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Our Lazy Solar Dynamo — Hello Dalton Minimum? 571

Posted by Soulskill
from the ra-on-probation dept.
tetrahedrassface writes "Solar maximum is supposed to be occurring, and everything from satellite communications to your toaster or radio could be affected. The only problem is that this just isn't happening, and NASA continues to revise downward the original prediction. In fact, the new forecast for Solar Cycle 24 is a lot smaller, and is now pegged at almost 40% of what was previously predicted. Recently, two scientists at the National Solar Observatory have followed the lead of a prominent Russian scientist, who almost five years ago forecast a dearth of sunspots and the subsequent cooling of Earth for the next several cycles. With Britain currently experiencing the coldest winter in over 300 years, and no new sunspots for the last week, are we heading for a Dalton Minimum, or worse still, yet another Maunder?"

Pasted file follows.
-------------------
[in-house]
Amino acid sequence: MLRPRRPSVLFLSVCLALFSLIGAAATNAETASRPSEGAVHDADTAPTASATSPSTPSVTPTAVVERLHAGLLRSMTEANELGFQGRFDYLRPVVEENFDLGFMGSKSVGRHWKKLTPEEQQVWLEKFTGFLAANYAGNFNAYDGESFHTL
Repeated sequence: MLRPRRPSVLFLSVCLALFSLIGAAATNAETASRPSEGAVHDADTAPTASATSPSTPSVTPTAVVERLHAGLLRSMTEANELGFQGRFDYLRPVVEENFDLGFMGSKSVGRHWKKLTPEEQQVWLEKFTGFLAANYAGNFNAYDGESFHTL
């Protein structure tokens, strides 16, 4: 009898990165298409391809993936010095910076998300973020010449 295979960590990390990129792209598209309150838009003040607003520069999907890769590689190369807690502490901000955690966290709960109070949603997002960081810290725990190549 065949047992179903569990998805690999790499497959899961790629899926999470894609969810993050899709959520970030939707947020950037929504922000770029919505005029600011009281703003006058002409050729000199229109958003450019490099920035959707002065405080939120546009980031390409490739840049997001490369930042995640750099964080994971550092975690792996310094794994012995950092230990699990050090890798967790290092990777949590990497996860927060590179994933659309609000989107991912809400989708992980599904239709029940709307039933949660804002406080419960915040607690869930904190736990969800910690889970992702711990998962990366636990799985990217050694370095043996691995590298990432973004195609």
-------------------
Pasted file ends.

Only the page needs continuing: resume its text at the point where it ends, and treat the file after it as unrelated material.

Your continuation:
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Our Lazy Solar Dynamo — Hello Dalton Minimum?

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  • by BoRegardless (721219) on Friday December 31, 2010 @04:59PM (#34724814)

    There were nearly no sunspots for 2 years, 2007-9 and that easily confirms we will have real hard couple of winters a bit later down the road. And then a remission of sunspots AGAIN just recently makes it look like we are "bouncing down" the activity curve, typical of a "cycle".

    Every time (since Galileo's time 1600) when we have had a minimal or near zero sunspot activity, there have been colder winters, freezing and storms. Hence we have about 400 years of well documented sunspot activity with weather records to verify what happened.